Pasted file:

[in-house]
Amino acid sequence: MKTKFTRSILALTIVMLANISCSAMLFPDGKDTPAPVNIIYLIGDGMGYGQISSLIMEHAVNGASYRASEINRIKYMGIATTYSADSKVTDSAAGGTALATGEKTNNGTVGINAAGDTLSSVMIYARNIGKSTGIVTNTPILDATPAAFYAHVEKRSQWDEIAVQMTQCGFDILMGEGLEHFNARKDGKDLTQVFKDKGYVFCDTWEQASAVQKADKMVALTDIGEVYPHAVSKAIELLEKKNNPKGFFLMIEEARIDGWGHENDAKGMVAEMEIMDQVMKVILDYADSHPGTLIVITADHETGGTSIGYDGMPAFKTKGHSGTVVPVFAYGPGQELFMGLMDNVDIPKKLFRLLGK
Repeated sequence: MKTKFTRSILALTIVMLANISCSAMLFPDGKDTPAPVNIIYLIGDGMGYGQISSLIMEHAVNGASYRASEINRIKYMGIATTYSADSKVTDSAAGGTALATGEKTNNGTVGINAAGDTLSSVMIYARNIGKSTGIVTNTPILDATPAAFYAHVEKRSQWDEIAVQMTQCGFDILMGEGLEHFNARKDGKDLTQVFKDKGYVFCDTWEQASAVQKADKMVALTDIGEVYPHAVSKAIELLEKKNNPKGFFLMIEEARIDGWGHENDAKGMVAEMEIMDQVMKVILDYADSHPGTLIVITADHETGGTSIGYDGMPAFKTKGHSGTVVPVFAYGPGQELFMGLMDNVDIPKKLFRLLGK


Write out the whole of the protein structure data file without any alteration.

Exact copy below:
[in-house]
Amino acid sequence: MKTKFTRSILALTIVMLANISCSAMLFPDGKDTPAPVNIIYLIGDGMGYGQISSLIMEHAVNGASYRASEINRIKYMGIATTYSADSKVTDSAAGGTALATGEKTNNGTVGINAAGDTLSSVMIYARNIGKSTGIVTNTPILDATPAAFYAHVEKRSQWDEIAVQMTQCGFDILMGEGLEHFNARKDGKDLTQVFKDKGYVFCDTWEQASAVQKADKMVALTDIGEVYPHAVSKAIELLEKKNNPKGFFLMIEEARIDGWGHENDAKGMVAEMEIMDQVMKVILDYADSHPGTLIVITADHETGGTSIGYDGMPAFKTKGHSGTVVPVFAYGPGQELFMGLMDNVDIPKKLFRLLGK
Repeated sequence: MKTKFTRSILALTIVMLANISCSAMLFPDGKDTPAPVNIIYLIGDGMGYGQISSLIMEHAVNGASYRASEINRIKYMGIATTYSADSKVTDSAAGGTALATGEKTNNGTVGINAAGDTLSSVMIYARNIGKSTGIVTNTPILDATPAAFYAHVEKRSQWDEIAVQMTQCGFDILMGEGLEHFNARKDGKDLTQVFKDKGYVFCDTWEQASAVQKADKMVALTDIGEVYPHAVSKAIELLEKKNNPKGFFLMIEEARIDGWGHENDAKGMVAEMEIMDQVMKVILDYADSHPGTLIVITADHETGGTSIGYDGMPAFKTKGHSGTVVPVFAYGPGQELFMGLMDNVDIPKKLFRLLGK